since your high-level spec says that both variables change in one step, a refinement cannot change them one variable at a time. Indeed, let’s assume for simplicity that value1 and value2 are distinct from the initial values of the variables and that your action is the only non-stuttering action of the spec. Then the “simple” spec satisfies the invariant (var1=value1 <=> var2=value2), but the low-level spec does not. The point of refinement is that all high-level properties proved of the high-level spec continue to hold of the implementation.
Your split is a valid refinement if one variable, say var1, is an internal variable of the high-level specification and cannot be observed from the environment, i.e. if your high-level specification is really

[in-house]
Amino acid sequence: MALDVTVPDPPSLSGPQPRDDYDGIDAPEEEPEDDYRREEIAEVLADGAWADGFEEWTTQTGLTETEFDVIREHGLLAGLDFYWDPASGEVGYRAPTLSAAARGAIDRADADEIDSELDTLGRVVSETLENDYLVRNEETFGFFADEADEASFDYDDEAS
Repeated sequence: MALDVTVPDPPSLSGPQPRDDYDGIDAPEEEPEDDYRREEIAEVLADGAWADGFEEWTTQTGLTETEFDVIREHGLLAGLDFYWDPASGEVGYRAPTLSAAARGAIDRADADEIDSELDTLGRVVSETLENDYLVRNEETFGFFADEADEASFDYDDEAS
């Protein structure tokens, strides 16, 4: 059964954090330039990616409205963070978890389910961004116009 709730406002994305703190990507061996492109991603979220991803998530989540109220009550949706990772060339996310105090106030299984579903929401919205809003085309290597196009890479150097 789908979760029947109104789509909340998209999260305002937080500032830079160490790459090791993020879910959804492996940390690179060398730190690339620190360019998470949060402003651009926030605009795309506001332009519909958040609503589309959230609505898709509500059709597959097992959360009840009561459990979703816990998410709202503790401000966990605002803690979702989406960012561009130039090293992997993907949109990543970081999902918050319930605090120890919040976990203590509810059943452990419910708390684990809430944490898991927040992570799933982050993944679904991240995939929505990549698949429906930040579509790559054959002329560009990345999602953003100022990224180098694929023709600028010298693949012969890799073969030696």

\EE var1 : Simple!Spec
TLC cannot check properties that contain flexible quantifiers but you can define a refinement mapping when you instantiate the high-level module, as follows (with the analogous simplifying assumptions as above and denoting the initial value of var1 by init1):
hvar1 == IF var2=value2 THEN value1 ELSE init1
Simple == INSTANCE Highlevel WITH var1 <- hvar1
Now you can use TLC to verify Simple!Spec (which is a copy of the formula Spec in module Highlevel where var1 has been replaced by hvar1). In effect, SplitAction1 now appears like a stuttering action to the high-level spec, whereas SplitAction2 appears to update both variables.
Hope this helps,
On 11 Mar 2018, at 19:45, Pedro Paiva <pedr...@xxxxxxxxx> wrote: